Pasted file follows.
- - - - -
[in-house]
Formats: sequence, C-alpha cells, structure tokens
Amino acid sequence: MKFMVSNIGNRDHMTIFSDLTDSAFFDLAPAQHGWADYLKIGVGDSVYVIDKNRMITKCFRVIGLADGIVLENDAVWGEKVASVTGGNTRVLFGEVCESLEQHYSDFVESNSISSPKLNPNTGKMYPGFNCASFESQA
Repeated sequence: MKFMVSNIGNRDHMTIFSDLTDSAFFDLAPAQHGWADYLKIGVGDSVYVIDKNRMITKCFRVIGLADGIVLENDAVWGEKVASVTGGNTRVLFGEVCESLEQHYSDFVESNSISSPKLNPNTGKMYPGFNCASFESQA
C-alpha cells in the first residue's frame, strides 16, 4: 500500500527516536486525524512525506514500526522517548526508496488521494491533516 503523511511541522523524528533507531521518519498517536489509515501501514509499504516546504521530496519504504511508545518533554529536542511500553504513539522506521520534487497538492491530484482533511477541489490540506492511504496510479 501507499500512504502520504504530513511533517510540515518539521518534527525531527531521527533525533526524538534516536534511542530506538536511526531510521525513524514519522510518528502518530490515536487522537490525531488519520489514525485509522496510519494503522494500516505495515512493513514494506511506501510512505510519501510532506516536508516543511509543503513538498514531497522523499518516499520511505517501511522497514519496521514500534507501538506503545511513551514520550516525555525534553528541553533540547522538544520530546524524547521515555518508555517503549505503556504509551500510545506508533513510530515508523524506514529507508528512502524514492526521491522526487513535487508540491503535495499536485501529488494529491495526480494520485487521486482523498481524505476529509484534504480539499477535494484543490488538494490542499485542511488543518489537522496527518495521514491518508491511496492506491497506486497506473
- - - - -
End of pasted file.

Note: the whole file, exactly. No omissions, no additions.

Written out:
[in-house]
Formats: sequence, C-alpha cells, structure tokens
Amino acid sequence: MKFMVSNIGNRDHMTIFSDLTDSAFFDLAPAQHGWADYLKIGVGDSVYVIDKNRMITKCFRVIGLADGIVLENDAVWGEKVASVTGGNTRVLFGEVCESLEQHYSDFVESNSISSPKLNPNTGKMYPGFNCASFESQA
Repeated sequence: MKFMVSNIGNRDHMTIFSDLTDSAFFDLAPAQHGWADYLKIGVGDSVYVIDKNRMITKCFRVIGLADGIVLENDAVWGEKVASVTGGNTRVLFGEVCESLEQHYSDFVESNSISSPKLNPNTGKMYPGFNCASFESQA
C-alpha cells in the first residue's frame, strides 16, 4: 500500500527516536486525524512525506514500526522517548526508496488521494491533516 503523511511541522523524528533507531521518519498517536489509515501501514509499504516546504521530496519504504511508545518533554529536542511500553504513539522506521520534487497538492491530484482533511477541489490540506492511504496510479 501507499500512504502520504504530513511533517510540515518539521518534527525531527531521527533525533526524538534516536534511542530506538536511526531510521525513524514519522510518528502518530490515536487522537490525531488519520489514525485509522496510519494503522494500516505495515512493513514494506511506501510512505510519501510532506516536508516543511509543503513538498514531497522523499518516499520511505517501511522497514519496521514500534507501538506503545511513551514520550516525555525534553528541553533540547522538544520530546524524547521515555518508555517503549505503556504509551500510545506508533513510530515508523524506514529507508528512502524514492526521491522526487513535487508540491503535495499536485501529488494529491495526480494520485487521486482523498481524505476529509484534504480539499477535494484543490488538494490542499485542511488543518489537522496527518495521514491518508491511496492506491497506486497506473